Every evening on our YouthWorks mission trips, the staff plans an activity for us. It may be educational, inspirational, fun, or it may support our host church. In St. Louis, we attended a midweek worship service which included an altar call. Some of our kids went forward to “ask Jesus into their hearts,” which prompted some questions later that evening. I tried to answer their questions by briefly sharing a little of my own spiritual journey.
I was baptized as an infant in the Lutheran church and subsequently raised in that denomination. I’m told that when I was about five years of age, when asked what I wanted to be when I grew up, I replied, “A missionary,” even though I am sure I had never yet encountered a missionary.
When I was twelve, I was confirmed in the Lutheran church. Two years later, I went to a Christian coffee house and asked Jesus into my heart. However, I only went back to that place two or three times. But I again asked Jesus into my heart a year later at Milwaukee Gospel Tabernacle. A few months later was baptized by immersion at M.G.T. With all that as a background, I asked our youth, “When was I saved?” They shuffled in their seats a bit, unsure of how to answer. Finally I said, “I really don’t know when I was saved. But I know that I have been saved by the grace of God.” Salvation is, after all, a mystery. We may not know the specifics of how or when we are saved, but we can know with certainty that we are saved.
Some folks treat salvation as if it were some sort of immunization: inject the blood of Jesus once to your life and you’re set for eternity. In his book, The Spirit of Disciplines, Dallas Willard asks, “Why is it that we look upon our salvation as a moment that began our religious life instead of the daily life we receive from God?” (pg. 28).
Think of it: when Jesus walked among us, he never once asked someone to invite him into his heart. But he did say time and time again, “Follow me.” Salvation seems to be a lifelong walk with God. Throughout that long journey, there will be many times when the Holy Spirit moves us in special ways. When that happens, we should never dismiss or minimize that grace of God.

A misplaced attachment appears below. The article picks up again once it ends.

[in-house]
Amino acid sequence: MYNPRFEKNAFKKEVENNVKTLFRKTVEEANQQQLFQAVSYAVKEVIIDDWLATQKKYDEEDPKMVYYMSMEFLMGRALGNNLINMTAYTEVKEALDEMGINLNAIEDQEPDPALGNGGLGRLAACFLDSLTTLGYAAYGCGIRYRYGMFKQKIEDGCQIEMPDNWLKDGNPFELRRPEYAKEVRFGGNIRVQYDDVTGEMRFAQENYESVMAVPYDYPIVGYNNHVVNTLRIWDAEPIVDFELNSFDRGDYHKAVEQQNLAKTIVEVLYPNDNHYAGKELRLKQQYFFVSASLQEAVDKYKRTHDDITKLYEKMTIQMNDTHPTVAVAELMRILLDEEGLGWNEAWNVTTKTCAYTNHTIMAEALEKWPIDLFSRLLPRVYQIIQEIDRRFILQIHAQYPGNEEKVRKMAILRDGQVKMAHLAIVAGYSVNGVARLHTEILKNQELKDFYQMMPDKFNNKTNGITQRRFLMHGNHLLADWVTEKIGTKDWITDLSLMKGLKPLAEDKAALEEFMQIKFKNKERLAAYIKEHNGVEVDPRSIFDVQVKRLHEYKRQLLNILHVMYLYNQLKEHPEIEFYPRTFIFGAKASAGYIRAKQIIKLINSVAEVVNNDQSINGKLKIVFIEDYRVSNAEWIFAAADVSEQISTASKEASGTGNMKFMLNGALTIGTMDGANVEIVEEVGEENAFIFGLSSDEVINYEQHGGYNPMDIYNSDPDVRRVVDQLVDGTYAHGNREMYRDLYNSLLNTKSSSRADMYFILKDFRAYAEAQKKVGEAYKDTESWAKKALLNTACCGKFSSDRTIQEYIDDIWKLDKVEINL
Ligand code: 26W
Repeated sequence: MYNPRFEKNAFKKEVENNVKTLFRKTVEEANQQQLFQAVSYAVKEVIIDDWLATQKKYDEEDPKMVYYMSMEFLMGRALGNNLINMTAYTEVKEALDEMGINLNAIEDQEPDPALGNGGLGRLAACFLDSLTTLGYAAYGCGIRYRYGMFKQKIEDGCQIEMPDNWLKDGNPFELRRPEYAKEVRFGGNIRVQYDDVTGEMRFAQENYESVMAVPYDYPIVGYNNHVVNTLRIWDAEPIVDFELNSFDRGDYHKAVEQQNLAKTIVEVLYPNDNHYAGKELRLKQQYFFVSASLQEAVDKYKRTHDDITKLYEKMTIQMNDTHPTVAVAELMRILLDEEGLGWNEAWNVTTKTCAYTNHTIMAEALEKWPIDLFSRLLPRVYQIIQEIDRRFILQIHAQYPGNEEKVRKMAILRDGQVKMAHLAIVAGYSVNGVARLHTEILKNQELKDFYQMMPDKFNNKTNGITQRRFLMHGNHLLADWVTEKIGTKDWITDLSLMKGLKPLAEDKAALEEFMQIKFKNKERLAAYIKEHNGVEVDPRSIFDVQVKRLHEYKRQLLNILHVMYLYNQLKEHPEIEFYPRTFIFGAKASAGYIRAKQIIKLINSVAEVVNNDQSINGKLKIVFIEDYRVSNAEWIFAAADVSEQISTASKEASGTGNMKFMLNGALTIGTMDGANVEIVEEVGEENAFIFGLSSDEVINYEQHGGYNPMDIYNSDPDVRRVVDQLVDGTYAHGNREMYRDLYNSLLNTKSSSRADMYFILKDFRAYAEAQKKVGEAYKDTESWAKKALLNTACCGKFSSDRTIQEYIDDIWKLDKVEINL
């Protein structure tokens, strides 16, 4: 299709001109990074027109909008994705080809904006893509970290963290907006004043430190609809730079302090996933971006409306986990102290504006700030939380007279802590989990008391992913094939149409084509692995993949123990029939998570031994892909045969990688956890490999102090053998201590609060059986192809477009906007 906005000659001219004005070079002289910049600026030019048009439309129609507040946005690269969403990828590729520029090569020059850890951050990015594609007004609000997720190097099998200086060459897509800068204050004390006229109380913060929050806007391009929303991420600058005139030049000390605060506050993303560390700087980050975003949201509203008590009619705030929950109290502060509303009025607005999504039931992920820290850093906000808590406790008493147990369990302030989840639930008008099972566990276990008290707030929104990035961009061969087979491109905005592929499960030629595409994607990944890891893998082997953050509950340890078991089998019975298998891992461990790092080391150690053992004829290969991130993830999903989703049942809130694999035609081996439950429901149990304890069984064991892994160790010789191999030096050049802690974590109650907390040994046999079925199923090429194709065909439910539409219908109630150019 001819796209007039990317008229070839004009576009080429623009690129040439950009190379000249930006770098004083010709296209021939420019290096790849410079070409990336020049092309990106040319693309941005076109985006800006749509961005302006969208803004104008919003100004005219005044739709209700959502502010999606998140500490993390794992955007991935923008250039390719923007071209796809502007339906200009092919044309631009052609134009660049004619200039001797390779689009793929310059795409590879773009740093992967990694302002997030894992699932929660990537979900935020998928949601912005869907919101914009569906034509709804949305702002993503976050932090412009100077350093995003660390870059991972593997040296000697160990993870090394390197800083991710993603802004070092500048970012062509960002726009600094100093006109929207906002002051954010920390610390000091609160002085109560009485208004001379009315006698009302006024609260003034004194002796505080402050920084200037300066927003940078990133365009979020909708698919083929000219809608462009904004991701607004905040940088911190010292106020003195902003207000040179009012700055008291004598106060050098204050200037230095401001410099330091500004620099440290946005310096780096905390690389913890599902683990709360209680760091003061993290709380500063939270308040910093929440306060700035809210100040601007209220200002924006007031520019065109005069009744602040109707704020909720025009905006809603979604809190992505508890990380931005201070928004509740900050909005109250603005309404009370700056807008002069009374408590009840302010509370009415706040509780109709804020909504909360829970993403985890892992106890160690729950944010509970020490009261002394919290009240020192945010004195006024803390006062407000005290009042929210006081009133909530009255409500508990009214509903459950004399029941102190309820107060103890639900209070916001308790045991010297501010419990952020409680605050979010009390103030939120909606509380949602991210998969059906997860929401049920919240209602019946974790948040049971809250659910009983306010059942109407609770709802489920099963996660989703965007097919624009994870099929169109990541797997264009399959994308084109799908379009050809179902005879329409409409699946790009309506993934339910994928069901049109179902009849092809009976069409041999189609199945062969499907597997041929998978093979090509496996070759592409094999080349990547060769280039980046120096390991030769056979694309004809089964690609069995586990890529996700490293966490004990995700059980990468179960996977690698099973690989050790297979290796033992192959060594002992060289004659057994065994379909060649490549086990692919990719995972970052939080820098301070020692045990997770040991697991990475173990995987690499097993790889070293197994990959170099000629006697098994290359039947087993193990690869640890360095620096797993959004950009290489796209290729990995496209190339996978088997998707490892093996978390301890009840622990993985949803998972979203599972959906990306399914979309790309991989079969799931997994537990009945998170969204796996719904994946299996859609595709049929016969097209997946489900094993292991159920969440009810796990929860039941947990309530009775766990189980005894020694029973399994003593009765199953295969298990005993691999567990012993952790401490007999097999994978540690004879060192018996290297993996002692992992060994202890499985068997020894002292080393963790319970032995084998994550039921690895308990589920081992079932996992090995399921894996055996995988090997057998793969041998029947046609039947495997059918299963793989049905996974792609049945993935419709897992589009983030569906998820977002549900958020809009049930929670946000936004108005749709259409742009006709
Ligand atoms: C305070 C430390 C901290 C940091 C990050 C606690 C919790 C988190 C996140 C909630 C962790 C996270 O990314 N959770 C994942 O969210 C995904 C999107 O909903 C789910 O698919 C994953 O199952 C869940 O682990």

In St. Louis, some of our teens went forward and prayed a sinner’s prayer. Praise the Lord! That sinner’s prayer had the same content as the prayer they offered at their Confirmation. For that matter, it’s the same prayer you’ve offered when you’ve participated in a service reaffirming your faith. We are in a lifelong journey of faith in which we strive to follow Jesus more closely every day. Throughout our lives, that journey will include many, many commitments, recommitments and prayers.
I don’t know if I really knew what I was doing when I was confirmed. But I do know that I had a desire to live for God and God met me at my point of need.
God will meet you at your point of need. We are all sinners, so our presenting need is forgiveness. God has promised that “if we confess our sins, he is faithful and just and will forgive us our sins and purify us from all unrighteousness (1 John 1:9). All we have to do is ask. And when we do, God responds with salvation. But as God saves us, God expects us to grow in his grace, and that is a lifelong journey because salvation is not a moment, but a lifelong adventure with God.
Yours for the Mission,